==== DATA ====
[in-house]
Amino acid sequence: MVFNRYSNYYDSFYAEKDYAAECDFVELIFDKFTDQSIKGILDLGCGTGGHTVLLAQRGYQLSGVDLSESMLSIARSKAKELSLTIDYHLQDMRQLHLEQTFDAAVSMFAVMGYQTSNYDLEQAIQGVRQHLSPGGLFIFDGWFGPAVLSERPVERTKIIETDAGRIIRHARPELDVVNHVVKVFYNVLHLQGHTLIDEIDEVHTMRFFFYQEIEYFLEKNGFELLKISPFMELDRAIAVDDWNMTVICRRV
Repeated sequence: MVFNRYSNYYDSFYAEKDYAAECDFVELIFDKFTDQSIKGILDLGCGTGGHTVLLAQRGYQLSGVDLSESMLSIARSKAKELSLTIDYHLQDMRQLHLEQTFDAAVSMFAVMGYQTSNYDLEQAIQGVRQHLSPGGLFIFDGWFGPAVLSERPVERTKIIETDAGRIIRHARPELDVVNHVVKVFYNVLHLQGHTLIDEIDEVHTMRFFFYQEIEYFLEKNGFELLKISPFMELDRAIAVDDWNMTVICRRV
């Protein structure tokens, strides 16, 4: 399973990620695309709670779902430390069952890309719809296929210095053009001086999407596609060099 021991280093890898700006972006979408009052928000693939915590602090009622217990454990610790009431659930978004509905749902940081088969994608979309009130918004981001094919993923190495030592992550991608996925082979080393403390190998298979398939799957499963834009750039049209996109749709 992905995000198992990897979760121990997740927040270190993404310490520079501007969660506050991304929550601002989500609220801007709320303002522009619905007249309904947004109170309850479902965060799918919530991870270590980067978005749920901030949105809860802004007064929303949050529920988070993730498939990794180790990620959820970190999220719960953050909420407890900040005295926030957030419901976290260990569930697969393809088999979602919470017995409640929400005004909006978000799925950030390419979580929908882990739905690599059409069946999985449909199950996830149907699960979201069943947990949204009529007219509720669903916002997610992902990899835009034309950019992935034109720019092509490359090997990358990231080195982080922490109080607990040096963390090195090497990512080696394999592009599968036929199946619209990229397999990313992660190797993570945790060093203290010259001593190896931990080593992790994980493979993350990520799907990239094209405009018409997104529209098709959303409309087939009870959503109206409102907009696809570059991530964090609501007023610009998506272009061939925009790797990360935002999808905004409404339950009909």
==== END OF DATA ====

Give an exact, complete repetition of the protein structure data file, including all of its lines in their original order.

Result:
[in-house]
Amino acid sequence: MVFNRYSNYYDSFYAEKDYAAECDFVELIFDKFTDQSIKGILDLGCGTGGHTVLLAQRGYQLSGVDLSESMLSIARSKAKELSLTIDYHLQDMRQLHLEQTFDAAVSMFAVMGYQTSNYDLEQAIQGVRQHLSPGGLFIFDGWFGPAVLSERPVERTKIIETDAGRIIRHARPELDVVNHVVKVFYNVLHLQGHTLIDEIDEVHTMRFFFYQEIEYFLEKNGFELLKISPFMELDRAIAVDDWNMTVICRRV
Repeated sequence: MVFNRYSNYYDSFYAEKDYAAECDFVELIFDKFTDQSIKGILDLGCGTGGHTVLLAQRGYQLSGVDLSESMLSIARSKAKELSLTIDYHLQDMRQLHLEQTFDAAVSMFAVMGYQTSNYDLEQAIQGVRQHLSPGGLFIFDGWFGPAVLSERPVERTKIIETDAGRIIRHARPELDVVNHVVKVFYNVLHLQGHTLIDEIDEVHTMRFFFYQEIEYFLEKNGFELLKISPFMELDRAIAVDDWNMTVICRRV
């Protein structure tokens, strides 16, 4: 399973990620695309709670779902430390069952890309719809296929210095053009001086999407596609060099 021991280093890898700006972006979408009052928000693939915590602090009622217990454990610790009431659930978004509905749902940081088969994608979309009130918004981001094919993923190495030592992550991608996925082979080393403390190998298979398939799957499963834009750039049209996109749709 992905995000198992990897979760121990997740927040270190993404310490520079501007969660506050991304929550601002989500609220801007709320303002522009619905007249309904947004109170309850479902965060799918919530991870270590980067978005749920901030949105809860802004007064929303949050529920988070993730498939990794180790990620959820970190999220719960953050909420407890900040005295926030957030419901976290260990569930697969393809088999979602919470017995409640929400005004909006978000799925950030390419979580929908882990739905690599059409069946999985449909199950996830149907699960979201069943947990949204009529007219509720669903916002997610992902990899835009034309950019992935034109720019092509490359090997990358990231080195982080922490109080607990040096963390090195090497990512080696394999592009599968036929199946619209990229397999990313992660190797993570945790060093203290010259001593190896931990080593992790994980493979993350990520799907990239094209405009018409997104529209098709959303409309087939009870959503109206409102907009696809570059991530964090609501007023610009998506272009061939925009790797990360935002999808905004409404339950009909």